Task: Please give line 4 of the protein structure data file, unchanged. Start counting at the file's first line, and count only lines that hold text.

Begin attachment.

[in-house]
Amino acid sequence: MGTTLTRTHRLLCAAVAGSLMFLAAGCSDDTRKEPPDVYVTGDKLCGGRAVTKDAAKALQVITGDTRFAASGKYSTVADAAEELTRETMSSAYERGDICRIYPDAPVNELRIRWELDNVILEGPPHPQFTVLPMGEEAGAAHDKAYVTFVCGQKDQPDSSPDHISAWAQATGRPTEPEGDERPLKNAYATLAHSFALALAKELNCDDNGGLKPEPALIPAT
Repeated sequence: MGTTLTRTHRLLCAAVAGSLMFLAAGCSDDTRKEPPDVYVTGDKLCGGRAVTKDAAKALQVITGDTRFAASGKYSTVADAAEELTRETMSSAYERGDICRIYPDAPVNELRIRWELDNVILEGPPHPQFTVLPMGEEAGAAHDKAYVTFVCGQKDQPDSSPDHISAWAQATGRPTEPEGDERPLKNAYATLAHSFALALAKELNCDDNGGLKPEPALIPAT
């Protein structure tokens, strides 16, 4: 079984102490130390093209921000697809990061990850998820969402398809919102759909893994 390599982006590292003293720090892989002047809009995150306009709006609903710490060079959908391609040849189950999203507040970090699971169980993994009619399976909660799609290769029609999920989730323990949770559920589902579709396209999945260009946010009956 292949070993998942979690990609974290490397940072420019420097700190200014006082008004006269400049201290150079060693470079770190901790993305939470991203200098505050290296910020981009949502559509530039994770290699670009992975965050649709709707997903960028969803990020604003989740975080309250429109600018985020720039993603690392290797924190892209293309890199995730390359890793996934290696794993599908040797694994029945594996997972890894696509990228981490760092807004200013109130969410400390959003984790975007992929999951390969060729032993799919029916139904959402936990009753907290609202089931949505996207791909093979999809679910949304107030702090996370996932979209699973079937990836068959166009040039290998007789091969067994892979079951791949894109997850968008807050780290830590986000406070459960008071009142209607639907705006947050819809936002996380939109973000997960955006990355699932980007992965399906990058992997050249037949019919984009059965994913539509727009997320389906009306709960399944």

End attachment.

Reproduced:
């Protein structure tokens, strides 16, 4: 079984102490130390093209921000697809990061990850998820969402398809919102759909893994 390599982006590292003293720090892989002047809009995150306009709006609903710490060079959908391609040849189950999203507040970090699971169980993994009619399976909660799609290769029609999920989730323990949770559920589902579709396209999945260009946010009956 292949070993998942979690990609974290490397940072420019420097700190200014006082008004006269400049201290150079060693470079770190901790993305939470991203200098505050290296910020981009949502559509530039994770290699670009992975965050649709709707997903960028969803990020604003989740975080309250429109600018985020720039993603690392290797924190892209293309890199995730390359890793996934290696794993599908040797694994029945594996997972890894696509990228981490760092807004200013109130969410400390959003984790975007992929999951390969060729032993799919029916139904959402936990009753907290609202089931949505996207791909093979999809679910949304107030702090996370996932979209699973079937990836068959166009040039290998007789091969067994892979079951791949894109997850968008807050780290830590986000406070459960008071009142209607639907705006947050819809936002996380939109973000997960955006990355699932980007992965399906990058992997050249037949019919984009059965994913539509727009997320389906009306709960399944």